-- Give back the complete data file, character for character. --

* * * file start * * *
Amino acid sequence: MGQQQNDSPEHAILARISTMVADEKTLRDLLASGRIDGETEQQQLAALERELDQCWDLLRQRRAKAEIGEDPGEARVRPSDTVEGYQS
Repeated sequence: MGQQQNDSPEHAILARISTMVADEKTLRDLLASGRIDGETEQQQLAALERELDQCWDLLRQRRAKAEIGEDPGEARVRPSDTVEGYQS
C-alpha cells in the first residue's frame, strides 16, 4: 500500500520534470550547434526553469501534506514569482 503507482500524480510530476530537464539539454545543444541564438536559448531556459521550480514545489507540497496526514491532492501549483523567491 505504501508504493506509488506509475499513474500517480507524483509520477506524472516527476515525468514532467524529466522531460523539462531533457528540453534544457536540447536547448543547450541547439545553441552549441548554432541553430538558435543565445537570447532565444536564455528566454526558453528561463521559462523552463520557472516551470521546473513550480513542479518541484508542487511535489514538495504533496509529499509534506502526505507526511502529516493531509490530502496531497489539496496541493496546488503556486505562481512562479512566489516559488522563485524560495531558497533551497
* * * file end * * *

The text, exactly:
Amino acid sequence: MGQQQNDSPEHAILARISTMVADEKTLRDLLASGRIDGETEQQQLAALERELDQCWDLLRQRRAKAEIGEDPGEARVRPSDTVEGYQS
Repeated sequence: MGQQQNDSPEHAILARISTMVADEKTLRDLLASGRIDGETEQQQLAALERELDQCWDLLRQRRAKAEIGEDPGEARVRPSDTVEGYQS
C-alpha cells in the first residue's frame, strides 16, 4: 500500500520534470550547434526553469501534506514569482 503507482500524480510530476530537464539539454545543444541564438536559448531556459521550480514545489507540497496526514491532492501549483523567491 505504501508504493506509488506509475499513474500517480507524483509520477506524472516527476515525468514532467524529466522531460523539462531533457528540453534544457536540447536547448543547450541547439545553441552549441548554432541553430538558435543565445537570447532565444536564455528566454526558453528561463521559462523552463520557472516551470521546473513550480513542479518541484508542487511535489514538495504533496509529499509534506502526505507526511502529516493531509490530502496531497489539496496541493496546488503556486505562481512562479512566489516559488522563485524560495531558497533551497